Jonathon Swift´s Gulliver´s Travels And Voltaire's Candide

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Most great literary works of the Enlightenment period were influenced by the intellectual exploration of reason at the time. This was certainly the case with Jonathon Swift’s Gulliver’s Travels and Voltaire’s Candide. Both works explored the concept of reason in detail, questioning its capabilities and its limits. Swift and Voltaire were both engaged in the intellectual discussions of the Enlightenment and the influence of writers such as Pierre Bayle, John Locke, Gottfried Wilhelm Leibniz and David Hume is extremely relevant to the study of their work. This paper will focus on the limitations of human reason as presented in GT and Candide, with focus given to the influence of man’s passions and emotions, as well as the conflict between reason and faith, drawing on the philosophy of the time as a guide.
In Pierre Bayle’s view, according to T.O Wedel, “man is an ungovernable animal, ruled by self-love, given over to evil incomparably more than to good, the slight glimmering of reason which has been left him usually worsted in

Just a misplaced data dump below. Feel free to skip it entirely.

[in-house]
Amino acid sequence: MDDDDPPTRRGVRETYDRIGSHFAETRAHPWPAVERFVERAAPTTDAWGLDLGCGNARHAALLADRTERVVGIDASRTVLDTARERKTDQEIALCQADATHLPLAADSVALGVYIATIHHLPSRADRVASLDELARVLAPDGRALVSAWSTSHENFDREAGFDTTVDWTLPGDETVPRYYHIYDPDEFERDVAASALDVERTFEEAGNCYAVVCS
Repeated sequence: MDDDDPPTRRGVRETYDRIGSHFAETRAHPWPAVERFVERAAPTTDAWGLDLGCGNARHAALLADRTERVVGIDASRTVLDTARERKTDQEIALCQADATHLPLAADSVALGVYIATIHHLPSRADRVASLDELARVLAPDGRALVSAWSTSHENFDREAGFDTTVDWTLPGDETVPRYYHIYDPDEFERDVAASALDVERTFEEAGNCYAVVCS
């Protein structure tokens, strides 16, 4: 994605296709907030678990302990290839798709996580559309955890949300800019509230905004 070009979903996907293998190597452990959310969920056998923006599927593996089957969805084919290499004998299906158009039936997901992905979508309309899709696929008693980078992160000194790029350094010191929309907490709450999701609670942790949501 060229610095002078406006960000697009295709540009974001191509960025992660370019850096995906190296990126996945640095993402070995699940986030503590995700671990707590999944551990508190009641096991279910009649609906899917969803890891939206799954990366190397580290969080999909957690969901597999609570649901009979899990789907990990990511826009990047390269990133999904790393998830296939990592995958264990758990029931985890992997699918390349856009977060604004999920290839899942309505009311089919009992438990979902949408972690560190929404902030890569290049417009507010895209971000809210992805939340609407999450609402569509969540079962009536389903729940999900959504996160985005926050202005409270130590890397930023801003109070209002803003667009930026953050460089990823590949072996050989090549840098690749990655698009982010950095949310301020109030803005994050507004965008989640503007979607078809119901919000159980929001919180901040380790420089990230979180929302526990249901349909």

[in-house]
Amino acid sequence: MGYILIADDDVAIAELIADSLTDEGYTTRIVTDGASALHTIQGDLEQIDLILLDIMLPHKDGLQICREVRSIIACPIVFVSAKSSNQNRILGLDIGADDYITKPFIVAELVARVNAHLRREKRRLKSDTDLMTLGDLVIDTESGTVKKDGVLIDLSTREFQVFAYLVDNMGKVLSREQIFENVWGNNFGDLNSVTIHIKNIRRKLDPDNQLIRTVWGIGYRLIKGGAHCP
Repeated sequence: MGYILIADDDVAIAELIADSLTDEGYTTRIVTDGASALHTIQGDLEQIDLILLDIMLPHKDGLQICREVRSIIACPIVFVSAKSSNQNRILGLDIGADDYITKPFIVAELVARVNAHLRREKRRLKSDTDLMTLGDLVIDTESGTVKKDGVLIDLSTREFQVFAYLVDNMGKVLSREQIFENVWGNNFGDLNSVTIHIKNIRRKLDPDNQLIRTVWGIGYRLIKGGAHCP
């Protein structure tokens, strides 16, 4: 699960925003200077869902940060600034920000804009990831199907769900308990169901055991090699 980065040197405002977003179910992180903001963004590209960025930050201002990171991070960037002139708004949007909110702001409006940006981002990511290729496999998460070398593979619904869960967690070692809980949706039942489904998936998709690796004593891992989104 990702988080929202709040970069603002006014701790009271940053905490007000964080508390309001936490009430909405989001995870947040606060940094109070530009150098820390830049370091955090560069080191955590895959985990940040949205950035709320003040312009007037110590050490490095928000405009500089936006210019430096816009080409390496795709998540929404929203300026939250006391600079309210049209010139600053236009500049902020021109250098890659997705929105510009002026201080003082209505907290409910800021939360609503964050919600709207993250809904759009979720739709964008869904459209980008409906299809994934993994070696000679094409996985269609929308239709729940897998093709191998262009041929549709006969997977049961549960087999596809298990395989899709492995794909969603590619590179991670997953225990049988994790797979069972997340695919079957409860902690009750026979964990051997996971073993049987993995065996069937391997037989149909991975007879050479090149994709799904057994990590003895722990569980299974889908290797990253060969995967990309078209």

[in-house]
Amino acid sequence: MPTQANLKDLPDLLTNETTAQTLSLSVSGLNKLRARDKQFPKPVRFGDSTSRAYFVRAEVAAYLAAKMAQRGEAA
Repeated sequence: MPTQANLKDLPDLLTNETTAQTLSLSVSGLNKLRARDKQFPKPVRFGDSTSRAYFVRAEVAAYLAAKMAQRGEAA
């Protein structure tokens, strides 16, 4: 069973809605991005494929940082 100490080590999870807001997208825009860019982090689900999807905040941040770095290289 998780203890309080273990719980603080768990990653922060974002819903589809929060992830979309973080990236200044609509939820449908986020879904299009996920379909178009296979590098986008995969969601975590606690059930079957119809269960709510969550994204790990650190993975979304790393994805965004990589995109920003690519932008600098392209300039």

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John Locke stated that “the state of nature has a law of nature to govern it, which obliges everyone: and reason, which is that law teaches all mankind, who will but consult it, that being all equal and independent, no one ought to harm another in his life, health, liberty or possessions.” Conrad Suites observed that there is a clear similarity between Locke’s statement and the Master Horses reaction to the human requirement of law. The Houyhnhnm is baffled and he says that “nature and reason were sufficient guide for a reasonable animal… in showing us what we ought to do, and what we ought to avoid.” Our institutions of law are “owing to our gross defects in reason” (pg253). To achieve perfect reason, we must be like the Houyhnhnms whose “grand maxim is, to cultivate Reason, and to be wholly governed by it.”
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